It is truly a tale of two markets.
On one hand, the average solar stock has risen 50% through September. China, Japan and the U.S. account for 52% of demand for solar products in 2013, filling the gap left by a once solar-hungry Europe.
As a result, Deutsche Bank forecasts solar industry backlogs will “grow exponentially over the next two years and as much as a seven-fold increase in solar installations, measured in capacity, through 2016.”
On the other hand, three U.S. companies went belly-up in one week during July—all former sweethearts of President Obama and huge recipients of Energy Department loans from days of stimulus past.
Solyndra, Abound Solar Manufacturing and Beacon Power were all victims of high costs, low prices and oversupplies.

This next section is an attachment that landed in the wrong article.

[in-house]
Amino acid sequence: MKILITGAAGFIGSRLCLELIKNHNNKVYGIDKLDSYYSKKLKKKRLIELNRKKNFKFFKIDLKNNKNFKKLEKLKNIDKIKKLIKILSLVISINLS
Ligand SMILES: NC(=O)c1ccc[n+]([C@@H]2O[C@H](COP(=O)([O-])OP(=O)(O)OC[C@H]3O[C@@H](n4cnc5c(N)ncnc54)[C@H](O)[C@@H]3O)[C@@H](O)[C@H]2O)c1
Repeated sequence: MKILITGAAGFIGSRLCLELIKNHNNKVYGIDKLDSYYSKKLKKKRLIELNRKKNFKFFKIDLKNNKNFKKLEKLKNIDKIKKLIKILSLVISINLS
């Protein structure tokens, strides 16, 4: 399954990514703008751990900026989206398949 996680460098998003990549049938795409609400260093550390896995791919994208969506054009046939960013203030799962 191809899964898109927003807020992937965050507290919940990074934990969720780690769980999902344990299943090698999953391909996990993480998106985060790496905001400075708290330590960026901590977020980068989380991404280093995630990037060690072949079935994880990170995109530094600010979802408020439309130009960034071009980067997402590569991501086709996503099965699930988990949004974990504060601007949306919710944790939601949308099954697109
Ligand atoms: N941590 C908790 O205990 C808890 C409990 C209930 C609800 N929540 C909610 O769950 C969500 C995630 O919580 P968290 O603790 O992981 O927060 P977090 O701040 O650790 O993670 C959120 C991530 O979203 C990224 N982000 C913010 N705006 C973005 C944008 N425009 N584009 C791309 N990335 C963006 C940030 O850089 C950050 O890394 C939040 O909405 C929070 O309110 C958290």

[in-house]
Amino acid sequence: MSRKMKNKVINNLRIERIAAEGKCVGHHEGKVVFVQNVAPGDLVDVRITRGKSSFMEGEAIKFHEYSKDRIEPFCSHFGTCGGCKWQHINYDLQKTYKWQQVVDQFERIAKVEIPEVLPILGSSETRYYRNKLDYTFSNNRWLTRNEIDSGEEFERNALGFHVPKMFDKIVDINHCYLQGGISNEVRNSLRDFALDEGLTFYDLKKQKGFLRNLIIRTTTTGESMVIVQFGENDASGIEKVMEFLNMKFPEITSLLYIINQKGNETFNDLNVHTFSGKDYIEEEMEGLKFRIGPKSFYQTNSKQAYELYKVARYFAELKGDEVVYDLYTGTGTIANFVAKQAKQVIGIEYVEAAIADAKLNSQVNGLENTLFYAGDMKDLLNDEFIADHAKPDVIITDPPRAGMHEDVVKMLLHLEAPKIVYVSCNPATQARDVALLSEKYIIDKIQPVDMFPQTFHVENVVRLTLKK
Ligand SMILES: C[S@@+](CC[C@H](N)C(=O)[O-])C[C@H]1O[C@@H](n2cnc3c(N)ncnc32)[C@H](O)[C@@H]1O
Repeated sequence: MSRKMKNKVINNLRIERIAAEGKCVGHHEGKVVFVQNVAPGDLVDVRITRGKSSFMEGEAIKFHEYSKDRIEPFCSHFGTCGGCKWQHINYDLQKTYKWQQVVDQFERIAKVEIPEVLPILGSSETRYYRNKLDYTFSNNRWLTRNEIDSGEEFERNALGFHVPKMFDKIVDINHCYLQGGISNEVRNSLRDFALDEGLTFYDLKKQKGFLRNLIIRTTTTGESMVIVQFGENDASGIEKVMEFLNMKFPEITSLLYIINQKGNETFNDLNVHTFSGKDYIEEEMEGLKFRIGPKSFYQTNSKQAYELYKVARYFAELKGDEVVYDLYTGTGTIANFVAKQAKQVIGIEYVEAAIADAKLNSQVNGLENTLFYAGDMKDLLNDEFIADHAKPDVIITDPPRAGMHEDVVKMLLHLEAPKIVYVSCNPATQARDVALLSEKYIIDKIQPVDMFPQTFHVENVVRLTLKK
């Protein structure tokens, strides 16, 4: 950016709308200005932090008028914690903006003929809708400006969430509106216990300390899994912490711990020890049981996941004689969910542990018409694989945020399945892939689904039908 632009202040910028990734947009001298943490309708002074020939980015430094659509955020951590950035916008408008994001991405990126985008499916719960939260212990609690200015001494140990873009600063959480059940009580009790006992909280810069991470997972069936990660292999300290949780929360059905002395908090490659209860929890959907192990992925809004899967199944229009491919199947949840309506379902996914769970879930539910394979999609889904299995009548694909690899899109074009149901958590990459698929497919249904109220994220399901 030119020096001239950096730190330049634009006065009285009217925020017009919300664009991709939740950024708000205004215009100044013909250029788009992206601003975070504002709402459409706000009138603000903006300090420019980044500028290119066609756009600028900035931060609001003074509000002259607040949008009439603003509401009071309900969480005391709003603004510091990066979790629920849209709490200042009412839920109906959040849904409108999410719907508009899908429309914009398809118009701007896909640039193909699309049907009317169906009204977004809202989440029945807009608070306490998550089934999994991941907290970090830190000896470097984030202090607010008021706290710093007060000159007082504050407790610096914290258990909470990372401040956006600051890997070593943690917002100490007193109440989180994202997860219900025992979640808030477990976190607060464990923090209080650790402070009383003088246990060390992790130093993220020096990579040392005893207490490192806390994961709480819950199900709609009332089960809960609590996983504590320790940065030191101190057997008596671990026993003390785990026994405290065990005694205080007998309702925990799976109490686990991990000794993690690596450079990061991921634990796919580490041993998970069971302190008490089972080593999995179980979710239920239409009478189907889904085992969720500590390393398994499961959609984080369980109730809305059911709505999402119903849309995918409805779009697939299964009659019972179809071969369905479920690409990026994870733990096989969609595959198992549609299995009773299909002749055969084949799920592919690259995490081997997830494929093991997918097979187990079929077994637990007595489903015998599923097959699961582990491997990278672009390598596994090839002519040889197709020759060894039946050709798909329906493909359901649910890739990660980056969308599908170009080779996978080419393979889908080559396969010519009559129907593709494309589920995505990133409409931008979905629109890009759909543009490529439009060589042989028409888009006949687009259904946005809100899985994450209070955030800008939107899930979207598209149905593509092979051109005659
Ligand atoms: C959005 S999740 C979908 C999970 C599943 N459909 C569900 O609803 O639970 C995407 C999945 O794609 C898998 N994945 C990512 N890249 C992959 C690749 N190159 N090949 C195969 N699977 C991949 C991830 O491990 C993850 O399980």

Shift to China
Analysts suggested that failure on the part of these American companies elevated China as the world’s dominant solar industry manufacturer. It makes sense, especially when you consider that the Chinese government has made solar the poster child of green energy and is funding companies and handing out tax breaks left and right.
So investors shifted to Chinese companies, but the same low prices and dependency on government funding brought some of those down as well.
Suntech Power Holdings put its largest subsidiary, Wuxi Suntech Solar Energy Electric Power Co., into bankruptcy. Just last week LDK Solar Co. announced that it is struggling to pay back $2.7 billion in short-term loans and shares fell 5.7%. The same day, JA Solar Holdings Co. forecasted lower shipments to China in the current quarter and dropped 11%.
Like I said, investing in solar today is like walking through a minefield. Still, a few companies stand out with strong performance. Here are three stocks that have the right stuff: